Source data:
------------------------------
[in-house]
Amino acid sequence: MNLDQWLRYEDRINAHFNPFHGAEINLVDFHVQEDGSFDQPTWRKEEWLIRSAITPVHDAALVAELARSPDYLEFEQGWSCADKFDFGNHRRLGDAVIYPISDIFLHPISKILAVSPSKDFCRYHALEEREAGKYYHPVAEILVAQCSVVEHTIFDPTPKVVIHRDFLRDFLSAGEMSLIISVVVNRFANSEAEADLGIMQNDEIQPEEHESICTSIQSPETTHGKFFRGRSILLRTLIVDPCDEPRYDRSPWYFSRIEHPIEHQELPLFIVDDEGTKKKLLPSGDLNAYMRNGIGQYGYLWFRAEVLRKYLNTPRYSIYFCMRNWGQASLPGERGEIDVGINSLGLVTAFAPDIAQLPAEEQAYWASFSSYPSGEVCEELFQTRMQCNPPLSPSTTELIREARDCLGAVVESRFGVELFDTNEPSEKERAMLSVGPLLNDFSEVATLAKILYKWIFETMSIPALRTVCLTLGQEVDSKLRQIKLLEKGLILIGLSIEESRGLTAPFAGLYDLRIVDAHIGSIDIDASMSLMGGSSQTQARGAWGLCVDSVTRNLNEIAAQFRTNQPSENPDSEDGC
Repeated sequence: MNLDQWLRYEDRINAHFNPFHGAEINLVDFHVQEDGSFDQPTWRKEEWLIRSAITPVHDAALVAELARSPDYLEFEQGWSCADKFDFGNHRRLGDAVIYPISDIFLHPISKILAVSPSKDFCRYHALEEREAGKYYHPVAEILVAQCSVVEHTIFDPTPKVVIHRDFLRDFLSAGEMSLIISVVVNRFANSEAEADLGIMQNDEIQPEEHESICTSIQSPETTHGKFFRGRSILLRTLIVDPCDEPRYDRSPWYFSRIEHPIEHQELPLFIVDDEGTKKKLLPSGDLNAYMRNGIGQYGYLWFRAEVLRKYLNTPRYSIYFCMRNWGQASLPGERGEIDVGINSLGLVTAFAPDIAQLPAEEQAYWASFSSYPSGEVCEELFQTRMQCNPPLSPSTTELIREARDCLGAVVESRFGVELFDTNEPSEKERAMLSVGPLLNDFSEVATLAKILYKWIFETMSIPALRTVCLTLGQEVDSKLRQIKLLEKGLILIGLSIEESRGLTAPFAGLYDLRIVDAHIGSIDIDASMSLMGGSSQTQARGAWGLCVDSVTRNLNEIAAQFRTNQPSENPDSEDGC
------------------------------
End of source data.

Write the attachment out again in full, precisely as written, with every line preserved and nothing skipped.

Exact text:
[in-house]
Amino acid sequence: MNLDQWLRYEDRINAHFNPFHGAEINLVDFHVQEDGSFDQPTWRKEEWLIRSAITPVHDAALVAELARSPDYLEFEQGWSCADKFDFGNHRRLGDAVIYPISDIFLHPISKILAVSPSKDFCRYHALEEREAGKYYHPVAEILVAQCSVVEHTIFDPTPKVVIHRDFLRDFLSAGEMSLIISVVVNRFANSEAEADLGIMQNDEIQPEEHESICTSIQSPETTHGKFFRGRSILLRTLIVDPCDEPRYDRSPWYFSRIEHPIEHQELPLFIVDDEGTKKKLLPSGDLNAYMRNGIGQYGYLWFRAEVLRKYLNTPRYSIYFCMRNWGQASLPGERGEIDVGINSLGLVTAFAPDIAQLPAEEQAYWASFSSYPSGEVCEELFQTRMQCNPPLSPSTTELIREARDCLGAVVESRFGVELFDTNEPSEKERAMLSVGPLLNDFSEVATLAKILYKWIFETMSIPALRTVCLTLGQEVDSKLRQIKLLEKGLILIGLSIEESRGLTAPFAGLYDLRIVDAHIGSIDIDASMSLMGGSSQTQARGAWGLCVDSVTRNLNEIAAQFRTNQPSENPDSEDGC
Repeated sequence: MNLDQWLRYEDRINAHFNPFHGAEINLVDFHVQEDGSFDQPTWRKEEWLIRSAITPVHDAALVAELARSPDYLEFEQGWSCADKFDFGNHRRLGDAVIYPISDIFLHPISKILAVSPSKDFCRYHALEEREAGKYYHPVAEILVAQCSVVEHTIFDPTPKVVIHRDFLRDFLSAGEMSLIISVVVNRFANSEAEADLGIMQNDEIQPEEHESICTSIQSPETTHGKFFRGRSILLRTLIVDPCDEPRYDRSPWYFSRIEHPIEHQELPLFIVDDEGTKKKLLPSGDLNAYMRNGIGQYGYLWFRAEVLRKYLNTPRYSIYFCMRNWGQASLPGERGEIDVGINSLGLVTAFAPDIAQLPAEEQAYWASFSSYPSGEVCEELFQTRMQCNPPLSPSTTELIREARDCLGAVVESRFGVELFDTNEPSEKERAMLSVGPLLNDFSEVATLAKILYKWIFETMSIPALRTVCLTLGQEVDSKLRQIKLLEKGLILIGLSIEESRGLTAPFAGLYDLRIVDAHIGSIDIDASMSLMGGSSQTQARGAWGLCVDSVTRNLNEIAAQFRTNQPSENPDSEDGC